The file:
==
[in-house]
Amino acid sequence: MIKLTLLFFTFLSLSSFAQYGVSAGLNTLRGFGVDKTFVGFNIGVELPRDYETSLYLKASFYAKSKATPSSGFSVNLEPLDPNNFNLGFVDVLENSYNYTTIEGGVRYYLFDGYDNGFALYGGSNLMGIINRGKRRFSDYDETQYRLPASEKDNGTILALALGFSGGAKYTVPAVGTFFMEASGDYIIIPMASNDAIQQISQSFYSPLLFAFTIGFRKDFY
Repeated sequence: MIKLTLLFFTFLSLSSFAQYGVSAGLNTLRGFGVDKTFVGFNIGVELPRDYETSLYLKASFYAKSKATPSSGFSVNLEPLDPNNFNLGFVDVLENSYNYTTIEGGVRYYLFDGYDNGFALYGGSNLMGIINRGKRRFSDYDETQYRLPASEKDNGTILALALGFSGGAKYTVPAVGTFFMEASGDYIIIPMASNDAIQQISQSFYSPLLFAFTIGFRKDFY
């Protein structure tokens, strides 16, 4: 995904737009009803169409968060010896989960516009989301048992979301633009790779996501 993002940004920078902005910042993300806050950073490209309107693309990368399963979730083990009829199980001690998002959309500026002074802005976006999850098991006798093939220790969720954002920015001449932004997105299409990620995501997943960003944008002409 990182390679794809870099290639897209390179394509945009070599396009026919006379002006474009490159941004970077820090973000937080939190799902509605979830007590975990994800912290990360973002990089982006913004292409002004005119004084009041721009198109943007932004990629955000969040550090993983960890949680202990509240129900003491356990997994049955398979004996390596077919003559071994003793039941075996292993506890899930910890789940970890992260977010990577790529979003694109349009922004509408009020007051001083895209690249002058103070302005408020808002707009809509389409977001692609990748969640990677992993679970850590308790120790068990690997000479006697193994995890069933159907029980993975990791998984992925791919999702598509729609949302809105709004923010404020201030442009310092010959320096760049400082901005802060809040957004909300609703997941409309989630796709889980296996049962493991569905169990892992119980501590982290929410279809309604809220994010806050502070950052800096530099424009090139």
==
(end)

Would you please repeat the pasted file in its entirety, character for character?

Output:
[in-house]
Amino acid sequence: MIKLTLLFFTFLSLSSFAQYGVSAGLNTLRGFGVDKTFVGFNIGVELPRDYETSLYLKASFYAKSKATPSSGFSVNLEPLDPNNFNLGFVDVLENSYNYTTIEGGVRYYLFDGYDNGFALYGGSNLMGIINRGKRRFSDYDETQYRLPASEKDNGTILALALGFSGGAKYTVPAVGTFFMEASGDYIIIPMASNDAIQQISQSFYSPLLFAFTIGFRKDFY
Repeated sequence: MIKLTLLFFTFLSLSSFAQYGVSAGLNTLRGFGVDKTFVGFNIGVELPRDYETSLYLKASFYAKSKATPSSGFSVNLEPLDPNNFNLGFVDVLENSYNYTTIEGGVRYYLFDGYDNGFALYGGSNLMGIINRGKRRFSDYDETQYRLPASEKDNGTILALALGFSGGAKYTVPAVGTFFMEASGDYIIIPMASNDAIQQISQSFYSPLLFAFTIGFRKDFY
């Protein structure tokens, strides 16, 4: 995904737009009803169409968060010896989960516009989301048992979301633009790779996501 993002940004920078902005910042993300806050950073490209309107693309990368399963979730083990009829199980001690998002959309500026002074802005976006999850098991006798093939220790969720954002920015001449932004997105299409990620995501997943960003944008002409 990182390679794809870099290639897209390179394509945009070599396009026919006379002006474009490159941004970077820090973000937080939190799902509605979830007590975990994800912290990360973002990089982006913004292409002004005119004084009041721009198109943007932004990629955000969040550090993983960890949680202990509240129900003491356990997994049955398979004996390596077919003559071994003793039941075996292993506890899930910890789940970890992260977010990577790529979003694109349009922004509408009020007051001083895209690249002058103070302005408020808002707009809509389409977001692609990748969640990677992993679970850590308790120790068990690997000479006697193994995890069933159907029980993975990791998984992925791919999702598509729609949302809105709004923010404020201030442009310092010959320096760049400082901005802060809040957004909300609703997941409309989630796709889980296996049962493991569905169990892992119980501590982290929410279809309604809220994010806050502070950052800096530099424009090139």